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Wednesday, November 26

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Greenberg Center Offers Exhibit Celebrating Diversity of Israeli Society and Music/Lecture on Mendelssohn Family


Posted 09/04/2012
Posted by David Isgur

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The Maurice Greenberg Center for Judaic Studies at the University of Hartford will kick off its Fall 2012 season with two programs celebrating the diversity of Jewish life, music, and culture— a photography exhibition in honor of the 65th anniversary of Israel’s creation, and a lecture and concert dedicated to the historical and musical legacy of Moses Mendelssohn and his most famous descendant, his grandson and celebrated composer, Felix Mendelssohn. 

The People of the Land photo exhibit captures the diversity of Israeli society in 2012, through the lens of noted local photographer Lena Stein. The show, which is the Greenberg Center’s annual Minne Goldenberg Photography Exhibition will remain open through April 2013 to coincide with the 65th anniversary of the State of Israel, established in May 1948.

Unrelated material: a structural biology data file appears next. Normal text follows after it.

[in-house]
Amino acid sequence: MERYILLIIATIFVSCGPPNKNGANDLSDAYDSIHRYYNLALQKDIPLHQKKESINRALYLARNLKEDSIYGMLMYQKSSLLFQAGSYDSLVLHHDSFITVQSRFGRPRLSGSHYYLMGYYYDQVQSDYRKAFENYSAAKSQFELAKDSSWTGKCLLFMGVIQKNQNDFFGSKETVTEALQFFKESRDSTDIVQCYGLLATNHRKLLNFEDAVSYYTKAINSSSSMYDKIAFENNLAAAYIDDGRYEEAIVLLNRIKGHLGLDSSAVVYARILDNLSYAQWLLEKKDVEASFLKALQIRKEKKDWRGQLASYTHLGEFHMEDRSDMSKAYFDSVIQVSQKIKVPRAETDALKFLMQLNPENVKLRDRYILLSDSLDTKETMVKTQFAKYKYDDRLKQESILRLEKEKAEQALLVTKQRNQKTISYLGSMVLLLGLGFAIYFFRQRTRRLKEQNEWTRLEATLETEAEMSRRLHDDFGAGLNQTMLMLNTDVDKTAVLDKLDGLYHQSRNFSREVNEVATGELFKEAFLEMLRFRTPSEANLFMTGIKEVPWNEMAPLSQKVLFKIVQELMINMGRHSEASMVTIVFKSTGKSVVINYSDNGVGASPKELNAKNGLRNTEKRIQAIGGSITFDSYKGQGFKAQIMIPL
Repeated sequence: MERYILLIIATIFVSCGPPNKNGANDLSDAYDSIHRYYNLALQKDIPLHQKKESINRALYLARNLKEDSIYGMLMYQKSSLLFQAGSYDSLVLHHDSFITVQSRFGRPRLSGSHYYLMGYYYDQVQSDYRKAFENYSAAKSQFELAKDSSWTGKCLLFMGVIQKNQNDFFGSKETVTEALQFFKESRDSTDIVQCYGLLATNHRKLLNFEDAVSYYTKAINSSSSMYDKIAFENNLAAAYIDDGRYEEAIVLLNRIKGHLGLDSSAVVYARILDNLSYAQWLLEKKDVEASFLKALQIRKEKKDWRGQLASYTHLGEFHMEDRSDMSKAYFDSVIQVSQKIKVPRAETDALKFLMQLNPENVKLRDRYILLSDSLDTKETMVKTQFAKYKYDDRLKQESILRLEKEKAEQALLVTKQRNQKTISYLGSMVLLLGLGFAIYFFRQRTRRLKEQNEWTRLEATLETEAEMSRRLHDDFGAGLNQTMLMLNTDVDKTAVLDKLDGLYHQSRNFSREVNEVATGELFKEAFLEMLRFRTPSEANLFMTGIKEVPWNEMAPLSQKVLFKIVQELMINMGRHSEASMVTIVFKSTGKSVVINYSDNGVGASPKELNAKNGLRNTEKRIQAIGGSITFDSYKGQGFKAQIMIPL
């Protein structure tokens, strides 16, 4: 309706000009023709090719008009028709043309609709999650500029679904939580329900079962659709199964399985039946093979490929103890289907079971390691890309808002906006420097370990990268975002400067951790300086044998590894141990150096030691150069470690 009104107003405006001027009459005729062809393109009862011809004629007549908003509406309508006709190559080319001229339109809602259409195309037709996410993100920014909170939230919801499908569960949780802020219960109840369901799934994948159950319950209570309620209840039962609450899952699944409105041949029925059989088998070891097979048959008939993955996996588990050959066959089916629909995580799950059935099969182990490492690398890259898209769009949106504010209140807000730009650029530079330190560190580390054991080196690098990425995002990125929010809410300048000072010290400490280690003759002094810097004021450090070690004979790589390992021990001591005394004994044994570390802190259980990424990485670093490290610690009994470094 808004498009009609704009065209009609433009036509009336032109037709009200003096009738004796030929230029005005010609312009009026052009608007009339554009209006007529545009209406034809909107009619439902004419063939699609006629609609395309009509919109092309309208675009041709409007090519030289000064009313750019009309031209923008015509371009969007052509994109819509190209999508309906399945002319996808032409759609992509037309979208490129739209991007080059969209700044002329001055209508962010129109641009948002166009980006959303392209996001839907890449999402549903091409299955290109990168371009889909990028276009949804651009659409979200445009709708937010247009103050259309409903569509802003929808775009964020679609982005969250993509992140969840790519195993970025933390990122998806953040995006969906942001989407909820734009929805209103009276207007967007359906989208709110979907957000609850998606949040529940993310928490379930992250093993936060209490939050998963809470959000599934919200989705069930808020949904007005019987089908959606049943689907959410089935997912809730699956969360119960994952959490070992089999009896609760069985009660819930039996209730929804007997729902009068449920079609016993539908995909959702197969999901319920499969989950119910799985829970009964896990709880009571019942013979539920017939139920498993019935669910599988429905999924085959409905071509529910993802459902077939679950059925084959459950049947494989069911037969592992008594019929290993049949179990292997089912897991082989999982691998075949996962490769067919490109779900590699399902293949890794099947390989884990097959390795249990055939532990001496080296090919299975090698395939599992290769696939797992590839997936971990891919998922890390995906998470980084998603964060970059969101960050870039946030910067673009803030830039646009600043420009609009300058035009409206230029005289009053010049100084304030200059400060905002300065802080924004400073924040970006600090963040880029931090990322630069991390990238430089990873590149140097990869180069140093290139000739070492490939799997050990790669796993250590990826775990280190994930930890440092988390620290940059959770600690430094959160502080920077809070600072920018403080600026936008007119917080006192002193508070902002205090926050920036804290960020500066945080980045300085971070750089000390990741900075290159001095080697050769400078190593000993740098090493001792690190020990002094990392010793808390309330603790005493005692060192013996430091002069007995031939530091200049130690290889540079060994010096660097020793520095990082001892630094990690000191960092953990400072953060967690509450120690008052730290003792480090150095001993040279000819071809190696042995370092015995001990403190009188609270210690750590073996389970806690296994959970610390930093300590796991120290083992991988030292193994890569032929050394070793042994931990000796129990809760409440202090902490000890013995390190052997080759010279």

The day’s program will conclude with the 2012 Fallman Family Fund music lecture and performance dedicated to the legacy of Moses Mendelssohn and his grandson, Felix. Moses Mendelssohn (1729-1786) was the father of the Jewish enlightenment and one of the greatest philosophers of his day. Felix Mendelssohn (1809-1847) became one of the most popular composers of the Romantic era, creating well-known symphonies, concerts, piano music, and chamber music. The life and work of the Mendelssohn family will be the subject of Professor Avi Patt’s lecture and the musical performance of Anastasia Seifitdinova, a doctoral student at The Hartt School.